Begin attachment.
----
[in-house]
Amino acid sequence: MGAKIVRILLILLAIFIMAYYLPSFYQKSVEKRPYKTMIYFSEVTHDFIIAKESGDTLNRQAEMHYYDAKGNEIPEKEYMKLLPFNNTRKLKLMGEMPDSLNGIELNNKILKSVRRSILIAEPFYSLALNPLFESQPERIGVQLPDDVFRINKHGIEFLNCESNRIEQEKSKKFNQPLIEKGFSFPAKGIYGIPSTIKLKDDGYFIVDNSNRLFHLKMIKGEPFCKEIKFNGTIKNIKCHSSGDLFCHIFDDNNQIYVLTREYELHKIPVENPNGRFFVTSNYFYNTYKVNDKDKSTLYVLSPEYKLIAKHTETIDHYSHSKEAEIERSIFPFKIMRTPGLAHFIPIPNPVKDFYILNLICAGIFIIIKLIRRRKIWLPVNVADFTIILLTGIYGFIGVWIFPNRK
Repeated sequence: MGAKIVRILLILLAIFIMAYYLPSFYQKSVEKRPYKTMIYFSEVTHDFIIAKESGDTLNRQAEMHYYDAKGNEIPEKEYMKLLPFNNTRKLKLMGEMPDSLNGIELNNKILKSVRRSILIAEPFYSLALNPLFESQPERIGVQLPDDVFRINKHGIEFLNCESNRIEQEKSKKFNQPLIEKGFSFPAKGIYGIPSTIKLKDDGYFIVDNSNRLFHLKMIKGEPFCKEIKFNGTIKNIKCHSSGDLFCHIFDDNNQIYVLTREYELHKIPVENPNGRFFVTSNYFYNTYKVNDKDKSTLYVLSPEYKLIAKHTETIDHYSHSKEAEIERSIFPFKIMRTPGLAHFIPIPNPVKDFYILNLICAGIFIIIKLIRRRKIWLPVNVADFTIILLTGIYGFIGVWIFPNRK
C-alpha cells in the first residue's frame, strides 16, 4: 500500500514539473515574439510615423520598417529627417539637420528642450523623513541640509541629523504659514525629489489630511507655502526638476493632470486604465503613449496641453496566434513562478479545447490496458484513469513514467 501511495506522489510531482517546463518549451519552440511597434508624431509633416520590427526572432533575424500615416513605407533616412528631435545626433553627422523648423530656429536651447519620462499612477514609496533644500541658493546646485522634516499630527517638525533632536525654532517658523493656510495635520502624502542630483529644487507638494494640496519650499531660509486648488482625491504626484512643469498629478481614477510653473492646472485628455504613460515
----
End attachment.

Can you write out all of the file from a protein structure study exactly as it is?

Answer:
[in-house]
Amino acid sequence: MGAKIVRILLILLAIFIMAYYLPSFYQKSVEKRPYKTMIYFSEVTHDFIIAKESGDTLNRQAEMHYYDAKGNEIPEKEYMKLLPFNNTRKLKLMGEMPDSLNGIELNNKILKSVRRSILIAEPFYSLALNPLFESQPERIGVQLPDDVFRINKHGIEFLNCESNRIEQEKSKKFNQPLIEKGFSFPAKGIYGIPSTIKLKDDGYFIVDNSNRLFHLKMIKGEPFCKEIKFNGTIKNIKCHSSGDLFCHIFDDNNQIYVLTREYELHKIPVENPNGRFFVTSNYFYNTYKVNDKDKSTLYVLSPEYKLIAKHTETIDHYSHSKEAEIERSIFPFKIMRTPGLAHFIPIPNPVKDFYILNLICAGIFIIIKLIRRRKIWLPVNVADFTIILLTGIYGFIGVWIFPNRK
Repeated sequence: MGAKIVRILLILLAIFIMAYYLPSFYQKSVEKRPYKTMIYFSEVTHDFIIAKESGDTLNRQAEMHYYDAKGNEIPEKEYMKLLPFNNTRKLKLMGEMPDSLNGIELNNKILKSVRRSILIAEPFYSLALNPLFESQPERIGVQLPDDVFRINKHGIEFLNCESNRIEQEKSKKFNQPLIEKGFSFPAKGIYGIPSTIKLKDDGYFIVDNSNRLFHLKMIKGEPFCKEIKFNGTIKNIKCHSSGDLFCHIFDDNNQIYVLTREYELHKIPVENPNGRFFVTSNYFYNTYKVNDKDKSTLYVLSPEYKLIAKHTETIDHYSHSKEAEIERSIFPFKIMRTPGLAHFIPIPNPVKDFYILNLICAGIFIIIKLIRRRKIWLPVNVADFTIILLTGIYGFIGVWIFPNRK
C-alpha cells in the first residue's frame, strides 16, 4: 500500500514539473515574439510615423520598417529627417539637420528642450523623513541640509541629523504659514525629489489630511507655502526638476493632470486604465503613449496641453496566434513562478479545447490496458484513469513514467 501511495506522489510531482517546463518549451519552440511597434508624431509633416520590427526572432533575424500615416513605407533616412528631435545626433553627422523648423530656429536651447519620462499612477514609496533644500541658493546646485522634516499630527517638525533632536525654532517658523493656510495635520502624502542630483529644487507638494494640496519650499531660509486648488482625491504626484512643469498629478481614477510653473492646472485628455504613460515